This weekend, my friend So Yun and I meandered through the crisp, perennially sweater-weather air of San Francisco. We were in Hayes Valley for the San Francisco Urban Air Market, a marketplace that features independent artists and sustainable design. Vendor tents lined several blocks of the neighborhood, with a free painting party in the center and live musicians tucked into the corners. So Yun and I weaved through wares from jewelry makers, illustrators, alpaca fleece weavers, and a surprising number of handmade baby clothes makers.
Does anyone else have mixed feelings about spaces like this? Personally, I’m at once enticed by Millennial culture and deeply skeptical of it. (My discomfort has to do with consumerism and the tendency to co-opt the aesthetic of poverty. It probably deserves a separate blog post.)
But I put my skepticism aside this time, because this event turned out to be an amazing opportunity to talk to a lot of different artists about what they’re excited about. Being surrounded by creative people gives me so much energy and encourages me to think about the world in new ways, and to create more art myself. So all in all, walking through the first fall chill with a friend and talking to artists made for a splendid Sunday afternoon.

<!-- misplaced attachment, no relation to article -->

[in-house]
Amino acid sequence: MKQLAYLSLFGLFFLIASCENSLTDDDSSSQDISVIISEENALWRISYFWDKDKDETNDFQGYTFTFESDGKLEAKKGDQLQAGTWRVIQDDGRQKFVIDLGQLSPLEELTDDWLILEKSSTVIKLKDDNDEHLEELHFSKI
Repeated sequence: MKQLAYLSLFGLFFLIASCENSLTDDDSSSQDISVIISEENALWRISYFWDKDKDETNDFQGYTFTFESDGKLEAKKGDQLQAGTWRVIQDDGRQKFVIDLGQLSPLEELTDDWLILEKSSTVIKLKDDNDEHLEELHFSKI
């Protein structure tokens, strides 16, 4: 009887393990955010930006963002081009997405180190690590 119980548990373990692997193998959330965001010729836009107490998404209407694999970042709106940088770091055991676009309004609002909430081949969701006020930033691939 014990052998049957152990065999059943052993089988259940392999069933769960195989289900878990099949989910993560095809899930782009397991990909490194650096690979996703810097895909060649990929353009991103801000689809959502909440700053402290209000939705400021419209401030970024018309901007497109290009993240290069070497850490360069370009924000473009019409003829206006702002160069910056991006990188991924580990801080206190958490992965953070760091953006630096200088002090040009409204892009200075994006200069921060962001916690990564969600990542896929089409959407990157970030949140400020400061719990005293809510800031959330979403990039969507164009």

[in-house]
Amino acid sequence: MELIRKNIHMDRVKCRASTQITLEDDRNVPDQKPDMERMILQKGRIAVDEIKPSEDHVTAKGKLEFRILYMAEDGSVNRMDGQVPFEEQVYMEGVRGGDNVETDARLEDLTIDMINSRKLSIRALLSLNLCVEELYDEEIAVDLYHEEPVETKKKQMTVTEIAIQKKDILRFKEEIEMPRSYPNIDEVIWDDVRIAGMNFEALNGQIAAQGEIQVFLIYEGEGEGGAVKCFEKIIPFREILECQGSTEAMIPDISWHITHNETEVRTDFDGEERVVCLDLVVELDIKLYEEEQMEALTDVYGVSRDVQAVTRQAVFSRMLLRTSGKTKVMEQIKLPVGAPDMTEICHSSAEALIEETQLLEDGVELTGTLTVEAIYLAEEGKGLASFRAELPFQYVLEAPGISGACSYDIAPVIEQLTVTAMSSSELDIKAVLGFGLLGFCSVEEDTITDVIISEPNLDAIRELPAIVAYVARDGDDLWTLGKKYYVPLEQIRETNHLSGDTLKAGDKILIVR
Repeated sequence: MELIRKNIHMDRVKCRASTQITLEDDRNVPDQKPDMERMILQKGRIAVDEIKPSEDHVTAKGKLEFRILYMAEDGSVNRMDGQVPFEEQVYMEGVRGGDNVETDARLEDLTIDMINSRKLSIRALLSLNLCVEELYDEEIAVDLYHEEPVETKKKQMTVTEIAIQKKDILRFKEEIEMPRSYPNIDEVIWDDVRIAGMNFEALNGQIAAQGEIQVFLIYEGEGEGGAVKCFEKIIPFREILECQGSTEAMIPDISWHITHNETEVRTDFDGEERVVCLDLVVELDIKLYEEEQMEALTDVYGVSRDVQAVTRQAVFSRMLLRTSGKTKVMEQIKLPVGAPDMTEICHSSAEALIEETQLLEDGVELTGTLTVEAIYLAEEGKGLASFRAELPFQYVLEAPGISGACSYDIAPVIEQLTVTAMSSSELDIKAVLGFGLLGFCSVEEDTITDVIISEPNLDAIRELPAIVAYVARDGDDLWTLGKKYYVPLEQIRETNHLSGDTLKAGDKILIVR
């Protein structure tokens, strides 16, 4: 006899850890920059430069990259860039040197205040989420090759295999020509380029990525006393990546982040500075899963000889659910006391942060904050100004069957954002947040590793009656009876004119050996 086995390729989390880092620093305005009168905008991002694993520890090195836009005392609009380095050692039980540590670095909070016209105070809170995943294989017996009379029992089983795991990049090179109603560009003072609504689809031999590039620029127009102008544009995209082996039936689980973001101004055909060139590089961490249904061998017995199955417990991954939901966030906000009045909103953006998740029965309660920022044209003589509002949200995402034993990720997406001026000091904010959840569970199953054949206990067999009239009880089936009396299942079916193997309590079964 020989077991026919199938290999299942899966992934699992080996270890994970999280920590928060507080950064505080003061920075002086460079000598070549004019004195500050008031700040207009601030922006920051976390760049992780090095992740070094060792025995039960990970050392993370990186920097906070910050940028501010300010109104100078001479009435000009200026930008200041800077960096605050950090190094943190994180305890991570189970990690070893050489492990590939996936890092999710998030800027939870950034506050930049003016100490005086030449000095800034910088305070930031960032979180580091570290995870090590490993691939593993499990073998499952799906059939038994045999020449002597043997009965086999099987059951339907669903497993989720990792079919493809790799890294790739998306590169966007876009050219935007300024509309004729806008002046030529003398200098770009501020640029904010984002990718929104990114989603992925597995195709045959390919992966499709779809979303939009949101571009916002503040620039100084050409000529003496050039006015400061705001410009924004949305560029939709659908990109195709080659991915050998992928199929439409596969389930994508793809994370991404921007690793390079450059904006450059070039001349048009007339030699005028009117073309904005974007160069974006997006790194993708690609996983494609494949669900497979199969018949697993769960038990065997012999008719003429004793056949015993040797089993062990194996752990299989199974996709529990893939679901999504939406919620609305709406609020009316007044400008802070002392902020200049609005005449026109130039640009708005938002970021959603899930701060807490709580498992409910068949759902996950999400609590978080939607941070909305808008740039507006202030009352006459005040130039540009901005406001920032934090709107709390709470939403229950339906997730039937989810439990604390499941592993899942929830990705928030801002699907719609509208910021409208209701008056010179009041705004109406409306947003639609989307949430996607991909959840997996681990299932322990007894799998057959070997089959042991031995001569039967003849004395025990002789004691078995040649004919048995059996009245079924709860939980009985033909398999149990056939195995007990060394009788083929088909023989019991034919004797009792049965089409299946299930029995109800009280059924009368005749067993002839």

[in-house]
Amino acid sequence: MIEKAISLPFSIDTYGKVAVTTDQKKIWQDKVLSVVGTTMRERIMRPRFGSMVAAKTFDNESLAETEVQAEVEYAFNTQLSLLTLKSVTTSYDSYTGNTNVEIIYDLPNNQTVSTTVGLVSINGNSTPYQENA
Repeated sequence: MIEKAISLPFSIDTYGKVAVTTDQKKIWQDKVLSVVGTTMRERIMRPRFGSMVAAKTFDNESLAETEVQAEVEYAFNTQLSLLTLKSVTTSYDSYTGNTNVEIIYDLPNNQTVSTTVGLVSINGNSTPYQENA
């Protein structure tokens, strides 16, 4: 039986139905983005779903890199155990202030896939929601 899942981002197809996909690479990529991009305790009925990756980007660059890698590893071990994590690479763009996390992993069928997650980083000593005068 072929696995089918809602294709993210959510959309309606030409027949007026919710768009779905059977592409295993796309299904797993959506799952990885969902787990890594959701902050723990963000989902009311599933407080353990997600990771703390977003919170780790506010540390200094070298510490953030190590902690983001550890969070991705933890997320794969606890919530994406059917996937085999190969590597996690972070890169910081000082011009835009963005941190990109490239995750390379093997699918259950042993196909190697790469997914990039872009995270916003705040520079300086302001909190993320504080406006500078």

And I just couldn’t wait to share all my favorite parts of it with you!
Art + Tech Collide
So Yun and I met the effervescent Jennifer Arzt, the founder of TRY Studio. TRY Studio integrates the capabilities of a web platform with the intimacy of a one-on-one art class. The platform brings together art teachers and connects them, online or irl, with people of all levels who have an interest in learning that craft. This model brings together everything that I cherish about my background in the arts and my new experiences in tech.
Jennifer had even set up a station to make notebooks with glue sticks and washi tape! So Yun’s creation (pictured!) was so beautifully done, reminding me that I am lucky to have such have awesome and talented friends.
So Yun and I both stopped short in front of her booth, we were both so immediately captivated. The artist Tomoko (@tomokosceramicart) is a lovely woman based in Oakland; I couldn’t help but smile at the bright, airy aesthetic of her ceramic bowls.
Succulents… succulents everywhere.
Because it wouldn’t be a Millennial-oriented event without ’em. I lost count instantly.
Bulbasaurs! You know, for all of your succulent- and “only 90s kids will remember”-related needs 😉
How was your weekend, friends? What gives you creative energy? Do you, as a Millennial, also have weird feelings about youth culture?? If so, let’s talk.